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You have an idea, you think it is great, and you want to patent it...
But can you?

While exact patent laws can vary significantly between countries, there are a few universal ideas that govern whether an idea can be patented.

1. Is it New? and 2. Is it Non-Obvious?

Generally, your idea must be a new idea, or a novel improvement over an older idea, to be able to be patented. Something 'new' must have happened - it is hard to patent something that is just two other things stuck together... There has to be an 'inventive step' (non-obvious), which shows that the design is yours!

Prior Art

Would AI be prior art?
There is the idea of 'prior art', which refers to any sort of historical showing of the concepts of your idea, whether it be written, a picture, a visual reference, or something that in some way shows your idea. For instance, in the movie '2001: A Space Odyssey', the crew were using what looked like iPads... Which created a bit of an argument years later when Apple tried to enforce their patent of the iPad, where the defending company argued that the iPad was based on prior art, and as such was not Apple's idea anyway, and as such should not have been able to have been granted a patent to! While this was ultimately ruled out, it shows that this sort of reasoning can be used to express the idea of 'prior art'. (

Registered Patents

The idea of a patent register is in place to ensure that there is only one of each patent registered, and that the claims are not doubles up amongst patents. Has the idea been patented before? Or has there been something similar patented before? It is a good idea to do your own initial patent search to find patents that may have similar claims (or same claims) to that which you are trying to patent. Some great sites for this include google patents (, and the USPTO (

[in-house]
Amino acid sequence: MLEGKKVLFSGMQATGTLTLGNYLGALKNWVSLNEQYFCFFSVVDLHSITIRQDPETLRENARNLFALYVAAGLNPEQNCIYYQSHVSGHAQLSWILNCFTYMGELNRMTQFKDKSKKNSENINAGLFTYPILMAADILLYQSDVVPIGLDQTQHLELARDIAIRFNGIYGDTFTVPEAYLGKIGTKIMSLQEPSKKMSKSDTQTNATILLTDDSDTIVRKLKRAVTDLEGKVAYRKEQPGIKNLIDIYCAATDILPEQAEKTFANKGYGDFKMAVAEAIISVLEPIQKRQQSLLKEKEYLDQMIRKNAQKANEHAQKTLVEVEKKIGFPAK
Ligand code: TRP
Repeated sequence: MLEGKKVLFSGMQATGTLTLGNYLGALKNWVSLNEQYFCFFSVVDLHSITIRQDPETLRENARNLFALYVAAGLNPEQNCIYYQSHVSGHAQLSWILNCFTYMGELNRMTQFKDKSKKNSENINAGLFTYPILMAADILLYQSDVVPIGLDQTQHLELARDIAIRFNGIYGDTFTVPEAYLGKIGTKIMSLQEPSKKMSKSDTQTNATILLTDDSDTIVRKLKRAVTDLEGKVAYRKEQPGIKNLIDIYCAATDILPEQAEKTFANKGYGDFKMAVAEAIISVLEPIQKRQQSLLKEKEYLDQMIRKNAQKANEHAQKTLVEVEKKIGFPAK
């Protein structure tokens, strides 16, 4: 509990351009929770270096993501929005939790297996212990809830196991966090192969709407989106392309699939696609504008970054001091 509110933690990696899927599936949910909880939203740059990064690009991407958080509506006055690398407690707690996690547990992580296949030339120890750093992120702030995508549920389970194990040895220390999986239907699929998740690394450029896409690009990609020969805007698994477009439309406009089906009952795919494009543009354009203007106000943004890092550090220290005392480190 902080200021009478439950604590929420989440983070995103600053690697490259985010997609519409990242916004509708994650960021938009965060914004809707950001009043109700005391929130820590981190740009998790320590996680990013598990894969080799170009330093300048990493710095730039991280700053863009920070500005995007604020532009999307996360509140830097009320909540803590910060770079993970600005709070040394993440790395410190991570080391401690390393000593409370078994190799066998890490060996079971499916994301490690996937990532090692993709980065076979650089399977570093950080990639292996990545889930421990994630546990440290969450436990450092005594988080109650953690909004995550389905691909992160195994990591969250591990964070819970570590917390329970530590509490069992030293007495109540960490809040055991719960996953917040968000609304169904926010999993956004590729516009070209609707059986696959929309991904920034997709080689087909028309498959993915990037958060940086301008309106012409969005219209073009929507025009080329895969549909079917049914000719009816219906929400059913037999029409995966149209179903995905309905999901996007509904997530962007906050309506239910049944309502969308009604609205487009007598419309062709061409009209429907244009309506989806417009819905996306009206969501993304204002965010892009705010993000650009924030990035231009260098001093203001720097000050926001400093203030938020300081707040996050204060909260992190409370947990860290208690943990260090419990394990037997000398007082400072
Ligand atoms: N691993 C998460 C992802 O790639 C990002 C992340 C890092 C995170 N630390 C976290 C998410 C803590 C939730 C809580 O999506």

Claims are King!

Remember - it is the CLAIMS of a patent that will be patented, so you may be able to still patent part of your design, even if other parts are taken up by other patents! But watch out, as your claims may be spread across a few different patents...

Powers of Attorneys

Following up form your own search, you will need a patent attorney (or someone versed in patent law) to complete a search also, as they have plenty of experience in searching for 'similar' ideas, and will be able to give you a good judgement on whether your idea is patentable!

3. Is it Statutory?

Your idea must be patent-able! If your idea is covered by another strain of intellectual property protection (such as trade marks, copyright, design law...), then you cannot patent this! Your patent must be for an invention of some sort, that has been invented, and is an actual 'thing'.

Perpetual Motion is harder than it looks...

4. Is is USEFUL?

Usefulness of a broad term, and can be interpreted in many ways... And this restriction is not here to stop you from patenting something that will be (or could be) used - but it is here to stop people from patenting things that can not be used, or can not be created. By this, I mean things that are concepts of the imagination, and ideas that cannot actually be realised. So that perpetual motion machine - can't be patented! You can not disobey the laws of physics, or any other laws - so don't attempt to get a patent for things that do...


Outside of these, you are very much free to apply for your patent! The process is long, costly, and potentially very stressful, but if you stick with it, I am sure you will get there in the end. 
Now get out there - and invent!


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